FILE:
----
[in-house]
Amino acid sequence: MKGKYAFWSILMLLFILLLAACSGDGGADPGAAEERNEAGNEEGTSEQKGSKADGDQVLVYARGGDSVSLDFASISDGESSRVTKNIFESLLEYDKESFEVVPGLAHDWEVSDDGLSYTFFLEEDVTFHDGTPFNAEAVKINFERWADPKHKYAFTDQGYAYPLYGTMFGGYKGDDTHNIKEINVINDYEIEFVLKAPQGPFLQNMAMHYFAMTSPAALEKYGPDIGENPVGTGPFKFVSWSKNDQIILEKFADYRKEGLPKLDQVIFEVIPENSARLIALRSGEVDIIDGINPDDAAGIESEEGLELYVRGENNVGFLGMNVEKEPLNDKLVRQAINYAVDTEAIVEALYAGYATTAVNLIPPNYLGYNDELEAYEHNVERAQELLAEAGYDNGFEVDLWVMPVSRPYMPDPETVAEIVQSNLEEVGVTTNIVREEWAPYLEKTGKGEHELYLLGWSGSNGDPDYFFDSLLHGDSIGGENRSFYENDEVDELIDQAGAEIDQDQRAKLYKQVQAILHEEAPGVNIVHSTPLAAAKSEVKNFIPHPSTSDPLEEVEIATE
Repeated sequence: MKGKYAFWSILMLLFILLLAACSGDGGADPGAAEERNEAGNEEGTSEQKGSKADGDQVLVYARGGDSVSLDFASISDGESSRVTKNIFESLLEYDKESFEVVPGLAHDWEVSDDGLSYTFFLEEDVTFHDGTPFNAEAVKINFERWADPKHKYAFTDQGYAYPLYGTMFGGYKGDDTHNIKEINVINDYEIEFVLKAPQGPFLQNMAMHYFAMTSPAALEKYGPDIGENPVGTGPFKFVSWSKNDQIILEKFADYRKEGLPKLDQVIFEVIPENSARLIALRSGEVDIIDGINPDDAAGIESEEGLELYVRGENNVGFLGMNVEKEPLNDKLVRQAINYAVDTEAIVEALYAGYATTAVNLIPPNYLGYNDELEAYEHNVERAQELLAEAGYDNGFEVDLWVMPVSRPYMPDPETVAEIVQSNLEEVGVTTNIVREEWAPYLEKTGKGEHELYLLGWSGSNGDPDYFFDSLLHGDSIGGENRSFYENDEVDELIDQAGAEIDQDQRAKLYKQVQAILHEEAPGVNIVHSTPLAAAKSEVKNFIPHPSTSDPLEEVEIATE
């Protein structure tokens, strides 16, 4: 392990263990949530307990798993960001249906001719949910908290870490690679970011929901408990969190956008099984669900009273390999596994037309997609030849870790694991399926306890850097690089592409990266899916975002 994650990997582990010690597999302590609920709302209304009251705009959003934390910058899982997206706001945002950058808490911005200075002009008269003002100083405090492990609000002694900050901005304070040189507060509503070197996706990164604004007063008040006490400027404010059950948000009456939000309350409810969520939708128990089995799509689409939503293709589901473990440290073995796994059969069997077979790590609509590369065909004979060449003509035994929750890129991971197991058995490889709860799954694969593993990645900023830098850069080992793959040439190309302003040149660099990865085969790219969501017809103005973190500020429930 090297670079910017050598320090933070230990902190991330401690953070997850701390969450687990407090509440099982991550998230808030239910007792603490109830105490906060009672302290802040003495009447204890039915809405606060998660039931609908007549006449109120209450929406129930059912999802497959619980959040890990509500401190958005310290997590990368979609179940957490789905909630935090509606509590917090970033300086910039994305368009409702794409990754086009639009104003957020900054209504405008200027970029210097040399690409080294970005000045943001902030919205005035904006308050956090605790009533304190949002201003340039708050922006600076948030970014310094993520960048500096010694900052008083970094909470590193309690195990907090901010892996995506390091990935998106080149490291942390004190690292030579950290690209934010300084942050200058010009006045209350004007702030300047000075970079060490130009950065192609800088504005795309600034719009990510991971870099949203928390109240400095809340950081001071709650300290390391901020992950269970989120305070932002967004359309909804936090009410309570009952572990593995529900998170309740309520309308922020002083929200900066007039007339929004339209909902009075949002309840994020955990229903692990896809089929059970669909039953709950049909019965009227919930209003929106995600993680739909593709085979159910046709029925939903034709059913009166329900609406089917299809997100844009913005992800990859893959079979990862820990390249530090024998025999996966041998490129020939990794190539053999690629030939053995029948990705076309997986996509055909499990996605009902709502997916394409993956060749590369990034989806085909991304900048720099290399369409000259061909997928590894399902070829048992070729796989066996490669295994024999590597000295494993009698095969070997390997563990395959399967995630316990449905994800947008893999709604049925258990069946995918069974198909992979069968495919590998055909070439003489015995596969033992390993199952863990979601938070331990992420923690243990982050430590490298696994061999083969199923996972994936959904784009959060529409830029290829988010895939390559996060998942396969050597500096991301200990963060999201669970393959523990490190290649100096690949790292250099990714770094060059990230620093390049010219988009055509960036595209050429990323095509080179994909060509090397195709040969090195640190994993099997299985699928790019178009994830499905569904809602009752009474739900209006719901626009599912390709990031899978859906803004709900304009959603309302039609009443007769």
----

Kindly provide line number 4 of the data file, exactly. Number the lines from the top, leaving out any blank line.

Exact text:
């Protein structure tokens, strides 16, 4: 392990263990949530307990798993960001249906001719949910908290870490690679970011929901408990969190956008099984669900009273390999596994037309997609030849870790694991399926306890850097690089592409990266899916975002 994650990997582990010690597999302590609920709302209304009251705009959003934390910058899982997206706001945002950058808490911005200075002009008269003002100083405090492990609000002694900050901005304070040189507060509503070197996706990164604004007063008040006490400027404010059950948000009456939000309350409810969520939708128990089995799509689409939503293709589901473990440290073995796994059969069997077979790590609509590369065909004979060449003509035994929750890129991971197991058995490889709860799954694969593993990645900023830098850069080992793959040439190309302003040149660099990865085969790219969501017809103005973190500020429930 090297670079910017050598320090933070230990902190991330401690953070997850701390969450687990407090509440099982991550998230808030239910007792603490109830105490906060009672302290802040003495009447204890039915809405606060998660039931609908007549006449109120209450929406129930059912999802497959619980959040890990509500401190958005310290997590990368979609179940957490789905909630935090509606509590917090970033300086910039994305368009409702794409990754086009639009104003957020900054209504405008200027970029210097040399690409080294970005000045943001902030919205005035904006308050956090605790009533304190949002201003340039708050922006600076948030970014310094993520960048500096010694900052008083970094909470590193309690195990907090901010892996995506390091990935998106080149490291942390004190690292030579950290690209934010300084942050200058010009006045209350004007702030300047000075970079060490130009950065192609800088504005795309600034719009990510991971870099949203928390109240400095809340950081001071709650300290390391901020992950269970989120305070932002967004359309909804936090009410309570009952572990593995529900998170309740309520309308922020002083929200900066007039007339929004339209909902009075949002309840994020955990229903692990896809089929059970669909039953709950049909019965009227919930209003929106995600993680739909593709085979159910046709029925939903034709059913009166329900609406089917299809997100844009913005992800990859893959079979990862820990390249530090024998025999996966041998490129020939990794190539053999690629030939053995029948990705076309997986996509055909499990996605009902709502997916394409993956060749590369990034989806085909991304900048720099290399369409000259061909997928590894399902070829048992070729796989066996490669295994024999590597000295494993009698095969070997390997563990395959399967995630316990449905994800947008893999709604049925258990069946995918069974198909992979069968495919590998055909070439003489015995596969033992390993199952863990979601938070331990992420923690243990982050430590490298696994061999083969199923996972994936959904784009959060529409830029290829988010895939390559996060998942396969050597500096991301200990963060999201669970393959523990490190290649100096690949790292250099990714770094060059990230620093390049010219988009055509960036595209050429990323095509080179994909060509090397195709040969090195640190994993099997299985699928790019178009994830499905569904809602009752009474739900209006719901626009599912390709990031899978859906803004709900304009959603309302039609009443007769």